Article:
So the fight ended in a draw, although the Germans had taken far more casualties. The tanks proved very resilient, but stars of the show were the British field-guns, which steadily dished out casualties throughout the game, and the British infantry assaulting the woods, who achieved their aim more quickly than expected and therefore prevented the Germans from consolidating their bridgehead.

Whilst I wasn't particularly overwhelmed with this particular set of rules - I found them somewhat lacking in flavour - I'l probably give them another go sometime.

Follow the rest of the scenario refights HERE

Saturday, 28 February 2015

One-Hour Wargames - Scenario 4 - Take The High Ground

The fourth scenario in One Hour Wargames is a simplified version of a Charles S Grant one; one in fact that I played a few weeks ago. One force has some troops defending a hill towards the centre of the table. The other army gets to attack with an overwhelming force, but the defenders have reinforcements on the way. Victory goes to whoever controls the hill at the end of the battle.

Once again I chose to use Liberated Hordes to play the scenario, but this time I used the full version. Instead of each side having six units/elements I used twelve on each side; it's easy enough to just double the initial deployment and reinforcements. In addition, whilst control of the hill after 15 turns was the victory condition, I implemented the normal HOTT conditions as well, so loss of half of its elements would cause an army to be defeated as well.

I classed all elements as Regular and both generals as Average.

A force of Chilean Patriots, with artillery support, were defending a strategic hill on the road to Santiago.

As dawn breaks, a large Royalist army marched into view. The infantry in the centre marched on the hill, whilst cavalry moved to outflank the Patriot position.

Hope for the Chileans arrived in the form of Argentinian reinforcements.

The Royalists attacked the hill. The Patriot general had ridden ahead to rally the defenders whilst the reinforcements moved into position.

 The Patriots engaged the Royalist right flank. The Royalists would take most of their losses here.

The Chileans fought bravely, but had lost half of their force already.

The Royalists charged, and the outnumbered defenders fell back.

The Royalist cavalry had been slow working around the flank; an initial attempt had been driven back by musketry and they were shy about trying again. However with the hill defenders now pretty well broken the cavalry tried again. By this time, though, the Patriot cavalry that had arrived with the reinforcements was riding across to engage them.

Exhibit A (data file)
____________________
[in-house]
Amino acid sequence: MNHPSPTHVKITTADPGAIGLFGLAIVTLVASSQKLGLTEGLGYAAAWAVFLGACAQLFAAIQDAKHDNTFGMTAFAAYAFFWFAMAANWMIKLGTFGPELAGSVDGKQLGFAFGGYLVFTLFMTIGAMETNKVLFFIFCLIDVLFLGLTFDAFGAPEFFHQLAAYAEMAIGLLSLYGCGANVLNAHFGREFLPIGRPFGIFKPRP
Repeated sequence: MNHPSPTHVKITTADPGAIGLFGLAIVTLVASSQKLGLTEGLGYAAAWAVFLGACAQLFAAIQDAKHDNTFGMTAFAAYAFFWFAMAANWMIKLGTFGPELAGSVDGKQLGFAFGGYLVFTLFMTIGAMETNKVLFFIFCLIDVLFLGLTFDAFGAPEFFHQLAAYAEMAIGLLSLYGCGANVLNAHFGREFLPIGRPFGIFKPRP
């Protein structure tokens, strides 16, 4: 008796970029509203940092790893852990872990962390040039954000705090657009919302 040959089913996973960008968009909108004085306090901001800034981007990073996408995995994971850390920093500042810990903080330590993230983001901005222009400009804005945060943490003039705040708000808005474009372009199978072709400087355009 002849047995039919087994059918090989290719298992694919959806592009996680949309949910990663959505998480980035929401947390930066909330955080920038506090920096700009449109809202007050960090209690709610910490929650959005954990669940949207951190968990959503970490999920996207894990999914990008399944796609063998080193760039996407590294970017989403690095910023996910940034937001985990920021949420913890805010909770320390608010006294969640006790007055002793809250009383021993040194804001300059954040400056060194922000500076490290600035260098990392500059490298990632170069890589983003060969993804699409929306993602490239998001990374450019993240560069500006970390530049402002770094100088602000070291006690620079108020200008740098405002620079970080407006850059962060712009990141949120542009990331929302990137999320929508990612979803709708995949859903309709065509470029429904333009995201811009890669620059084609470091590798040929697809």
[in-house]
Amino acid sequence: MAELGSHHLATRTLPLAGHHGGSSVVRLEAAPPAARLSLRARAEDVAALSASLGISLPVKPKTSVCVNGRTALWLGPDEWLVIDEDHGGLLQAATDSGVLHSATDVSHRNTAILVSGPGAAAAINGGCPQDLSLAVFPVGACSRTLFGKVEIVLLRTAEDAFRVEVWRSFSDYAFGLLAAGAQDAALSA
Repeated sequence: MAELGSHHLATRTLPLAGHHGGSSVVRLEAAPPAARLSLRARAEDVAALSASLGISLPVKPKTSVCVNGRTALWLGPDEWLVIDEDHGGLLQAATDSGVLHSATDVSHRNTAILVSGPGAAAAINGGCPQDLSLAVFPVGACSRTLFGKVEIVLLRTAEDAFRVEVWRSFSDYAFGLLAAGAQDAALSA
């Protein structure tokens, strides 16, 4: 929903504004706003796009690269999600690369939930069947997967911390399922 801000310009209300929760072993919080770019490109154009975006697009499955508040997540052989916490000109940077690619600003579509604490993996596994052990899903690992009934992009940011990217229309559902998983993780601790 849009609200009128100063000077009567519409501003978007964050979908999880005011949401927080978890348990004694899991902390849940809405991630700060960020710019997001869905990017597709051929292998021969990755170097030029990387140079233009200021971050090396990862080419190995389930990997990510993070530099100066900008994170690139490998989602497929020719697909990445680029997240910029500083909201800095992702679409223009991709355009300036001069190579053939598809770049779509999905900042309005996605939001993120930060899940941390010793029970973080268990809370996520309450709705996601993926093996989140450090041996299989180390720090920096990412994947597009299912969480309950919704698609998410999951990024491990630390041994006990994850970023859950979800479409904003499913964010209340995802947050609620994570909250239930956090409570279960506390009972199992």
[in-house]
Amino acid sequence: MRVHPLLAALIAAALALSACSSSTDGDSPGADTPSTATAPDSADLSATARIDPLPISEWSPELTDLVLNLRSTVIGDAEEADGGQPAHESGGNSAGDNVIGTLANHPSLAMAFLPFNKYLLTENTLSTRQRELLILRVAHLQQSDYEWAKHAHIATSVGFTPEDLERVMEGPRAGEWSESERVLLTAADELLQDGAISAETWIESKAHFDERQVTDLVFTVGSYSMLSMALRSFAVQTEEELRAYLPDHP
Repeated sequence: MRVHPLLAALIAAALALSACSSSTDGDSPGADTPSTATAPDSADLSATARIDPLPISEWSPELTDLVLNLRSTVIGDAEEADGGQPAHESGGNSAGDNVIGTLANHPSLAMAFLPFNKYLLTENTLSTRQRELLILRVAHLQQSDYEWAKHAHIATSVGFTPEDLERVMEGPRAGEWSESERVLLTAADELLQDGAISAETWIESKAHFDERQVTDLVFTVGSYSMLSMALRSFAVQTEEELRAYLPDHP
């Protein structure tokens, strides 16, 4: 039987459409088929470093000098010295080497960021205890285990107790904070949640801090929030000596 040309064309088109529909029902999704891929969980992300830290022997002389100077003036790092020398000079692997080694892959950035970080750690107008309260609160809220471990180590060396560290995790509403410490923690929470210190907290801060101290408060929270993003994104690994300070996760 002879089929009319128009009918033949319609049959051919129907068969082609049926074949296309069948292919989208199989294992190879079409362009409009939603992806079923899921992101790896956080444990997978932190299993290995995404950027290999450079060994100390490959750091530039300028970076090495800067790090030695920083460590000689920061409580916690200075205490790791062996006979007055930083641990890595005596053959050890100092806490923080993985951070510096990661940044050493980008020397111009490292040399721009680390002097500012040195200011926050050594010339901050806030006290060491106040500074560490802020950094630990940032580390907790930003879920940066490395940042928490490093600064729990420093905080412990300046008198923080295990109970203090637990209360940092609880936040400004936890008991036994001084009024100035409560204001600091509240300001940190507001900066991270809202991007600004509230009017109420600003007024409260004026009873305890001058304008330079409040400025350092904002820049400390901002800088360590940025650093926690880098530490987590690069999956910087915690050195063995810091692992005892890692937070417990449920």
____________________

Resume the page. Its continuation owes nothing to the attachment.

On the Royalist right the Patriot infantry was slowly turning their flank.

An overview of the battle. In the foreground the cavalry engaged each other, whilst on the hill the Chileans were being driven off. In the background the Patriot reinforcements consolidated their position.

As more Chileans routed, the Royalist infantry formed up to meet the threat of the Argentinian reinforcements. The Royalist general was on fire this bound; with six PIPs he pretty much rearranged his whole army in response to the enemy advance.

The final Chilean unit was routed, and the Patriot general was killed trying to rally it.

The cavalry continued to fight. The Royalist cavalry had infantry support, however, so had an edge despite having lost one of their elements earlier in the fight.

The two infantry lines formed up. With no general, though, the Patriots were sluggish in their actions.

Despite this, the Argentinians formed up and managed a slow advance, eliminating the last of the Royalist right flank units on the way.

The cavalry fight had become more dispersed, and some Royalist elements were in danger through blocked recoils. But the Patriots couldn't get the winning combat scores they needed to exploit the advantage.

A Patriot cavalry unit was surrounded and destroyed. This actually left both armies one element away from defeat.

The infantry firefight continued, and it was a Patriot unit which routed to give the Royalists the victory.

A view of the final position from behind the Patriot line. Both sides played 11 of the 15 bounds available to them.

The victorious Royalist general. pretty much stood at the point where his counterpart fell.

One rule change I did try in this game was to disallow the 'free' shooting HOTT elements have, which allows easy ganging up on enemy elements (plus support shooting ganging up in return). Instead elements with an enemy directly in front of them had to shoot at one of them. This allowed a certain amount of ganging up, especially if one side had a firing line longer than the other, but actually simplified combat resolution which otherwise gets quite complicated. This has the effect of making firefights somewhat less decisive than getting stuck in with the bayonet, where overlaps can be used to give combat advantage, which very much fits in with battle accounts of the period.